I quickly realized that worn golf grips are hindering my game, even when I wear golf gloves. It’s a shame to skimp on this because your game might suffer.
If you haven’t taken heed of the valuable advice thus far, Golf Pride‘s research findings can substantiate what we have merely presumed until now.
Golf Pride research confirms…..
Players taking part in the study found that their average ball speed (average: 121.6 mph) increased by 1.3mph, and the average carry length (average: 168.6 yards) increased by 2.3 yards with the designated test club.
82% of the participants surveyed felt the new grip was ‘secure to very secure’ in their hands. Whereas, for non-new grips, only 24% said the grip felt ‘secure, to very secure.’
Over 80% of players do not regrip their clubs every year.
A test group of golfers aged 24-40, with handicaps below 5, participated in this study. Participants used an identical set of 3 standard-length (37”) Titleist-fitted irons with Project X shafts and a singular MB-fitted iron head.
Each shaft had a different Golf Pride Tour Velvet standard-size grip fitted – one new grip and two exposed to ultraviolet (UVA/B) light. The 2 UVA/B exposed grips (UV1 and UV2) were placed in a QLab QUV Accelerated Weather Tester chamber for 8 and 24 hours, respectively.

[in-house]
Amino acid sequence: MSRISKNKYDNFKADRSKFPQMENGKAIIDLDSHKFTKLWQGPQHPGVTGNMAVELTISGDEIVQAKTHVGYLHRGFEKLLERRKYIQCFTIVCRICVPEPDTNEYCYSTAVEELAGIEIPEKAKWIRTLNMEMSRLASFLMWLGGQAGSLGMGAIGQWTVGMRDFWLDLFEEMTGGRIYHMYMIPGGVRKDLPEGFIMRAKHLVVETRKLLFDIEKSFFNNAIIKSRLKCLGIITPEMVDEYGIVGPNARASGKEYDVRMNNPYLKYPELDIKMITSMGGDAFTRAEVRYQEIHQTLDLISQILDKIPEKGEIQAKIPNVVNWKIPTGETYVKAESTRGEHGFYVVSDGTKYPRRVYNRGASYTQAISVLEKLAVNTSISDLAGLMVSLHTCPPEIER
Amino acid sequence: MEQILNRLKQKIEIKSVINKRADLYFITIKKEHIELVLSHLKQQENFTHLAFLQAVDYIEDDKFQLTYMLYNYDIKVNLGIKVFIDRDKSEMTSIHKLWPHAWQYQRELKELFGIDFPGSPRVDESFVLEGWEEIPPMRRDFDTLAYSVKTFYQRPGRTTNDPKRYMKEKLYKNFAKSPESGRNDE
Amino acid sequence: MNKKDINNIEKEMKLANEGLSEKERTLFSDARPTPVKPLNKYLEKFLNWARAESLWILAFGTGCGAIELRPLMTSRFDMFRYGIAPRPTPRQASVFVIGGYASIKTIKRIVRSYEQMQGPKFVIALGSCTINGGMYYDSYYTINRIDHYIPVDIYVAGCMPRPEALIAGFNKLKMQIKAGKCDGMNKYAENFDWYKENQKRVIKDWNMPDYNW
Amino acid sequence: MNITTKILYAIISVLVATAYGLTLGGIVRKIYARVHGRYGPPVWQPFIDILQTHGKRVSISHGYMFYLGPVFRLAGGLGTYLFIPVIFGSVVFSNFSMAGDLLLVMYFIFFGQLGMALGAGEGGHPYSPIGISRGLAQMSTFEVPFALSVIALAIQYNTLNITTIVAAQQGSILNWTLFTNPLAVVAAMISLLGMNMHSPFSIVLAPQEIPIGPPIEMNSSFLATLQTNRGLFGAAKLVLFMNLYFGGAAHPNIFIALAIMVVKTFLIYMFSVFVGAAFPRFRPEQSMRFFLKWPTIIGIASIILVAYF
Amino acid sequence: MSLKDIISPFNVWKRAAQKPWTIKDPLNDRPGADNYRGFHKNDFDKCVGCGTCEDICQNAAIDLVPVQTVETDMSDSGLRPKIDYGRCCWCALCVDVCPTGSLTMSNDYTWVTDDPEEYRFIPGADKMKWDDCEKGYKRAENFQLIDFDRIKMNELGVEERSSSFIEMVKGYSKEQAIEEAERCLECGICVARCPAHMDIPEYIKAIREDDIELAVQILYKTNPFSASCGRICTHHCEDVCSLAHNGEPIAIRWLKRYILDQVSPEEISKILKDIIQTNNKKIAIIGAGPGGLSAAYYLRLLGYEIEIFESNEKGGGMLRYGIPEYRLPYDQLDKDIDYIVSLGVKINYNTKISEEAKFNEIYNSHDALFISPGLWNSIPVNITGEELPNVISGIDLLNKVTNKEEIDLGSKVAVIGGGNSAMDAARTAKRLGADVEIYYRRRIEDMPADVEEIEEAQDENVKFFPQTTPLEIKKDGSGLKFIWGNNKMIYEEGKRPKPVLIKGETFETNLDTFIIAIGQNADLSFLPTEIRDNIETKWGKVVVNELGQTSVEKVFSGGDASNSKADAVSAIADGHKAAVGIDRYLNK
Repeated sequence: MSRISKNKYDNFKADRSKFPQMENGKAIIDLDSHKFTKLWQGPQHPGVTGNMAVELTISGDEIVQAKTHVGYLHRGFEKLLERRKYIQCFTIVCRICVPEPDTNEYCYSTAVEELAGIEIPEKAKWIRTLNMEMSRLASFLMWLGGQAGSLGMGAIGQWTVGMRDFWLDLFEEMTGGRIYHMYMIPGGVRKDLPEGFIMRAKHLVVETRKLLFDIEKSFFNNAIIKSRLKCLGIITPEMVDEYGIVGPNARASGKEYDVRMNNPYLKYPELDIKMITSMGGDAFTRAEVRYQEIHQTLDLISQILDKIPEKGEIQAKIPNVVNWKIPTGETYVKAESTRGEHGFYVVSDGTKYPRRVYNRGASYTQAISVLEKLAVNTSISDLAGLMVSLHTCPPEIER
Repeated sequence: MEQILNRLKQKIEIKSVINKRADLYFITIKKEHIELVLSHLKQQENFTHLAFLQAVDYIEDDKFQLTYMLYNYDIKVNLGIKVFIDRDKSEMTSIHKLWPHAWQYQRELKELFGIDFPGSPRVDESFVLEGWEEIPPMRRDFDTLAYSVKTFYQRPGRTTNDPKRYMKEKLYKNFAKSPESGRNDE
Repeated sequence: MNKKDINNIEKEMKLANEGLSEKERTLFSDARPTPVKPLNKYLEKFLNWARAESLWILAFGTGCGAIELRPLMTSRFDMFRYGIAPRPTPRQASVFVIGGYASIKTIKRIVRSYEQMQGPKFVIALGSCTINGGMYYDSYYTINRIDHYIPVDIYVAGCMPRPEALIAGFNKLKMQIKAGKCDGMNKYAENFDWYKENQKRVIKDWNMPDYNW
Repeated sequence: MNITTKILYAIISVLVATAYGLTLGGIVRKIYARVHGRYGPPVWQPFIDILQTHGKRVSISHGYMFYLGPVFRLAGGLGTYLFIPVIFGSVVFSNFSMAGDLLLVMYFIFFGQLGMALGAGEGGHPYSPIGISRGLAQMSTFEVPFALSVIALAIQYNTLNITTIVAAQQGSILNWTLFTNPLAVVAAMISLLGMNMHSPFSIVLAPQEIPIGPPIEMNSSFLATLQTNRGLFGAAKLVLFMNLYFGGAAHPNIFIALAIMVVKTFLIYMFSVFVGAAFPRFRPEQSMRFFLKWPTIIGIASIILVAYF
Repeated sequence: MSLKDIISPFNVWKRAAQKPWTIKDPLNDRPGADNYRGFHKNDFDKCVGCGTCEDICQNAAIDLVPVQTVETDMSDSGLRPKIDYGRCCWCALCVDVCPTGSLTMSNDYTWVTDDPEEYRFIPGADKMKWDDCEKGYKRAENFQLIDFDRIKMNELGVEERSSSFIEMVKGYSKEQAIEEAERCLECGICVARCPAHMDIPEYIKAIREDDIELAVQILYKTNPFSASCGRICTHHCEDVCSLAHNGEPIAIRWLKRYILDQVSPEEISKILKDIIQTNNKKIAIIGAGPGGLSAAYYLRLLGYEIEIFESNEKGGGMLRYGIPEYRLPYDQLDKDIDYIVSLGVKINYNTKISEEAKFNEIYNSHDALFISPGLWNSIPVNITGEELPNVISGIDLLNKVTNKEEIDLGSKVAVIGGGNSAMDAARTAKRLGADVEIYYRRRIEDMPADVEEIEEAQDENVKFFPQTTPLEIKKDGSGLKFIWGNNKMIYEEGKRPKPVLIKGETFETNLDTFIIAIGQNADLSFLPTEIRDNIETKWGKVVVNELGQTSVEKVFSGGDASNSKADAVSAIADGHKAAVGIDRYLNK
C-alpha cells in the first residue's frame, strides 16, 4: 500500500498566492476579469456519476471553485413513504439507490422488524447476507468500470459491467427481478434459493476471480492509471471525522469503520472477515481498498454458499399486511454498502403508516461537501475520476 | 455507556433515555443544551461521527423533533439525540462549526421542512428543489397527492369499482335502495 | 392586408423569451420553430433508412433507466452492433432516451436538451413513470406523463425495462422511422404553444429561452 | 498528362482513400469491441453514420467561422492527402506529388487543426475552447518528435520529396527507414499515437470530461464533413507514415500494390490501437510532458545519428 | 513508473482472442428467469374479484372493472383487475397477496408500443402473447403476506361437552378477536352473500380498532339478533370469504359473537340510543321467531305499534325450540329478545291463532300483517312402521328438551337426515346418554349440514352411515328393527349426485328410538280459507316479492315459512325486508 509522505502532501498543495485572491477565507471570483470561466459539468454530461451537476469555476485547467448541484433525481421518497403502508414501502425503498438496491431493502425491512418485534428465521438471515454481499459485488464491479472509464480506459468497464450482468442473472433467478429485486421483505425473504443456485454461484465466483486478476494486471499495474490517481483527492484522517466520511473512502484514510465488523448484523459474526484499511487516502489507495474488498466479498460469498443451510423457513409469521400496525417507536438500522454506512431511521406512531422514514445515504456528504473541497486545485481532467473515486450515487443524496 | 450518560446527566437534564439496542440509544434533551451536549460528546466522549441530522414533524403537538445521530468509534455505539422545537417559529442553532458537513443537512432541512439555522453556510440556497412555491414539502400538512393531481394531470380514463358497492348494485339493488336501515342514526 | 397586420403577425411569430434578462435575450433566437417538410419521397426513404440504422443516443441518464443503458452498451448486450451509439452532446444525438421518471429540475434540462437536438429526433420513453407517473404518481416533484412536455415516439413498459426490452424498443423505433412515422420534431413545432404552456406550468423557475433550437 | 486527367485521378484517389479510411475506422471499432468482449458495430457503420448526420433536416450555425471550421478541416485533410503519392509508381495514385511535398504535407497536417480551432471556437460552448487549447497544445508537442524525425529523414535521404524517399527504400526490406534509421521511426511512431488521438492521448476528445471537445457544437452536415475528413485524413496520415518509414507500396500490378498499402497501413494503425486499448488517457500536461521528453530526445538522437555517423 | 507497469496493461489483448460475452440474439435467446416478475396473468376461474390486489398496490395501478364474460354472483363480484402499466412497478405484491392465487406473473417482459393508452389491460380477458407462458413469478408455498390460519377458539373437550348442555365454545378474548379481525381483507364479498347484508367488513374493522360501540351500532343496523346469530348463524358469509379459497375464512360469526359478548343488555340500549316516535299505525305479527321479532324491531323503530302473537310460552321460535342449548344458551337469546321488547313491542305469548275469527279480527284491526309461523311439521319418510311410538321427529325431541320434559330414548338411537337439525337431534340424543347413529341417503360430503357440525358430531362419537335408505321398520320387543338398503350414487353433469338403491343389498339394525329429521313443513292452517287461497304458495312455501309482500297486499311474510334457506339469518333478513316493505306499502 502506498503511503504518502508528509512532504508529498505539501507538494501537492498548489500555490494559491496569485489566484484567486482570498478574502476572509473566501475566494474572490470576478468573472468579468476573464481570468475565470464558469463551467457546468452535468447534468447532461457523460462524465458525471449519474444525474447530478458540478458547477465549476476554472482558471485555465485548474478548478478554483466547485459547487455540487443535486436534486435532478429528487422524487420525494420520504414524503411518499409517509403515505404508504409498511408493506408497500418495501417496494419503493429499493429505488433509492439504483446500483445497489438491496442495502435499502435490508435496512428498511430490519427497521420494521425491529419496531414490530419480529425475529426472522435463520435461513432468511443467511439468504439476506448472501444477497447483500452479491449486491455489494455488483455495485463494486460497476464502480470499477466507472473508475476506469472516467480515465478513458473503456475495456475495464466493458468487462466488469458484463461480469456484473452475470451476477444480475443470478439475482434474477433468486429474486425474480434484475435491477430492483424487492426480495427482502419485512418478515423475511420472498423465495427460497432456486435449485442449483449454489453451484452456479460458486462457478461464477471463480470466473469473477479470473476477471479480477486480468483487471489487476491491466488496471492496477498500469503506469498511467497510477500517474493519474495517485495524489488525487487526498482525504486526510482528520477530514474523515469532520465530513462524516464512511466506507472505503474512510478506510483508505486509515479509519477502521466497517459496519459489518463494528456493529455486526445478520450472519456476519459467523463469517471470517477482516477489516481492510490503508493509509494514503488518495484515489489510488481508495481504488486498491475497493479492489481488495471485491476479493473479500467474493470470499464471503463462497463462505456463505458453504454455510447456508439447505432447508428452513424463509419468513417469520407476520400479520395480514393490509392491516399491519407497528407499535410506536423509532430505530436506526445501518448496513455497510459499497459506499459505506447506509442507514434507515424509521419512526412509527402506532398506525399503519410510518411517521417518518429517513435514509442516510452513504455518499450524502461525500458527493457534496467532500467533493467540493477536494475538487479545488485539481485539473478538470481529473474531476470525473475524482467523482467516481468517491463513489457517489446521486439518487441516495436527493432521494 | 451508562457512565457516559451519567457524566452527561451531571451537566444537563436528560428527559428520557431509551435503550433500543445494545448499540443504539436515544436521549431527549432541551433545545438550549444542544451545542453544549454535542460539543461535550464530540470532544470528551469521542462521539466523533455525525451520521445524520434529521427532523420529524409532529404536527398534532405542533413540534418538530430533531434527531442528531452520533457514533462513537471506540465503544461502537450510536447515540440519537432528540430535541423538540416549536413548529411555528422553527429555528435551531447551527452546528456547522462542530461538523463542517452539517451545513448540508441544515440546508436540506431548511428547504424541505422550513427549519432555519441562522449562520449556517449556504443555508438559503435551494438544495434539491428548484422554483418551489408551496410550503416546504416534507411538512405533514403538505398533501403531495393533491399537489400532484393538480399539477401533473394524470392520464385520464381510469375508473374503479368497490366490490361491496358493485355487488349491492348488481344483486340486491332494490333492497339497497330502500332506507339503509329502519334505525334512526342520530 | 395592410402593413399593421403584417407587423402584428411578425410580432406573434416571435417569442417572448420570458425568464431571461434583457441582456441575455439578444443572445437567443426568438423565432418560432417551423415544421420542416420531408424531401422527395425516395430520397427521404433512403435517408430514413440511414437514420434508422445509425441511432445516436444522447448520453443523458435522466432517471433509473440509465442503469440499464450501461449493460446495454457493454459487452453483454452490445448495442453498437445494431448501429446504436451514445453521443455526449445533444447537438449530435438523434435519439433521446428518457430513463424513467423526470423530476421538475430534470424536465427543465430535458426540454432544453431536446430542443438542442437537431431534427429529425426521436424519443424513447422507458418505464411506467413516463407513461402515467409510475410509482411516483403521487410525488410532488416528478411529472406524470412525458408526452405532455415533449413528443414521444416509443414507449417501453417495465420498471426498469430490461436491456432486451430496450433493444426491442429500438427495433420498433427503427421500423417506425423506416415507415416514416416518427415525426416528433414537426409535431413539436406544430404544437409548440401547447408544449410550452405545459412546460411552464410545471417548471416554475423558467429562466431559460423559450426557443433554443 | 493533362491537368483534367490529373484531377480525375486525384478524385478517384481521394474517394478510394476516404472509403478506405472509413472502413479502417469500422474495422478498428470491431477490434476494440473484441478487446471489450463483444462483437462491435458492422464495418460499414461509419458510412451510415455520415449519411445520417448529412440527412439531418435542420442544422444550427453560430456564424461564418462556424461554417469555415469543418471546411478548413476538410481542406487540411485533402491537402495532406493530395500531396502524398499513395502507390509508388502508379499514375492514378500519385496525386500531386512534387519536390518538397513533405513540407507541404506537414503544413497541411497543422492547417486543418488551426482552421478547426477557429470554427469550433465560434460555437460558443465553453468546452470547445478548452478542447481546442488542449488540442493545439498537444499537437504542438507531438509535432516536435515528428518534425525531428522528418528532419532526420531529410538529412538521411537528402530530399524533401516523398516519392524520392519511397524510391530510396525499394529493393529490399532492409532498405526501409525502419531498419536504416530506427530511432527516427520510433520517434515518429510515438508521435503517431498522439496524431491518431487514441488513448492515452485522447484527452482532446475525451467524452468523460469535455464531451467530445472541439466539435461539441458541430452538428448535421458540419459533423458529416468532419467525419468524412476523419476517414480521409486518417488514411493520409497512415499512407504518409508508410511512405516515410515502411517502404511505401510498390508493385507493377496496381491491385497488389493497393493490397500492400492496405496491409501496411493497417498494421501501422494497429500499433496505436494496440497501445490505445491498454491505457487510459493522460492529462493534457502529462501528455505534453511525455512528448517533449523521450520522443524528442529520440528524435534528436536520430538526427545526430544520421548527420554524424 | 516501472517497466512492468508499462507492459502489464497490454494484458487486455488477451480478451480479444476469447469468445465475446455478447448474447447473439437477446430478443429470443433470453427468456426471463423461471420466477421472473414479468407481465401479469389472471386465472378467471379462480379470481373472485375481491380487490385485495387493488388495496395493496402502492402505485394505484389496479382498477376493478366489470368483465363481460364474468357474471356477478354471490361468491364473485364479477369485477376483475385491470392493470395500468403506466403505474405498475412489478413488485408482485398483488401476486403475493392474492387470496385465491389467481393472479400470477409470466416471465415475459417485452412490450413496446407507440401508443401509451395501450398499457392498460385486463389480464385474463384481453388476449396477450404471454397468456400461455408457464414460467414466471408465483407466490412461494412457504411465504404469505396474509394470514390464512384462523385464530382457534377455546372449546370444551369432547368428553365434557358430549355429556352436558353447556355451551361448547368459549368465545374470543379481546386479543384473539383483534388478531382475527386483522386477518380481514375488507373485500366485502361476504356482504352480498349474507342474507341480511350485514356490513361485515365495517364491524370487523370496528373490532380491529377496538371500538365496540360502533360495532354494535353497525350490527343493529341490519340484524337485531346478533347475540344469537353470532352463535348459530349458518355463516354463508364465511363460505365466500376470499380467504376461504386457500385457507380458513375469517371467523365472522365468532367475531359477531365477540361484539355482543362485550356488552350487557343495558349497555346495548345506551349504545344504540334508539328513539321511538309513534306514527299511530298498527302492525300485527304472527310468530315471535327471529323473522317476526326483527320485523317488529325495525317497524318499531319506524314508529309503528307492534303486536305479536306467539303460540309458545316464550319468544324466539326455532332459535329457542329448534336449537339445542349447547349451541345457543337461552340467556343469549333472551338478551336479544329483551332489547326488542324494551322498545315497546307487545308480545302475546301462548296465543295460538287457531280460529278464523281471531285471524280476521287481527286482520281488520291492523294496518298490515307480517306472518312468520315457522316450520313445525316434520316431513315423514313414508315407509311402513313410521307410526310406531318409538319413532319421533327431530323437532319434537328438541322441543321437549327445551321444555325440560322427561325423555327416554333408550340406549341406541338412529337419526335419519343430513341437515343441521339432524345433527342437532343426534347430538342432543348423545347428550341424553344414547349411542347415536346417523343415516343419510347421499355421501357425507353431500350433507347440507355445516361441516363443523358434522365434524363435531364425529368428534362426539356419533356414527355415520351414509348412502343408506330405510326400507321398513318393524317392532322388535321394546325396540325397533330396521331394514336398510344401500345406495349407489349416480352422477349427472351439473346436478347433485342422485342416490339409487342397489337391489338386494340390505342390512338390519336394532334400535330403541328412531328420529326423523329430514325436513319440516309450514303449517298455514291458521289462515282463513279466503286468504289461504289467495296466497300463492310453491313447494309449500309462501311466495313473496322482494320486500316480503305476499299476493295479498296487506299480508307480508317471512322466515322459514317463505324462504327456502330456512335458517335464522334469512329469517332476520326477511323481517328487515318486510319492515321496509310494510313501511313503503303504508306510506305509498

Tests were conducted in the Fitting Studio at Golf Pride headquarters in Pinehurst, USA. Participants hit 10 shots with each grip into a simulator on an artificial turf surface, and a TrackMan 4 launch monitor was used to collect the performance data.
It would have been more appropriate to consider the golfer’s frequency of play rather than solely focusing on the impact of UV radiation.
I wondered how our perspiration affects the grip’s durability and quality.
To enhance the research’s utility, it would have been beneficial to include not only single-handicap golfers in the sample but also double-digit handicap golfers. For instance, those with handicaps between 10-20 and 20-30.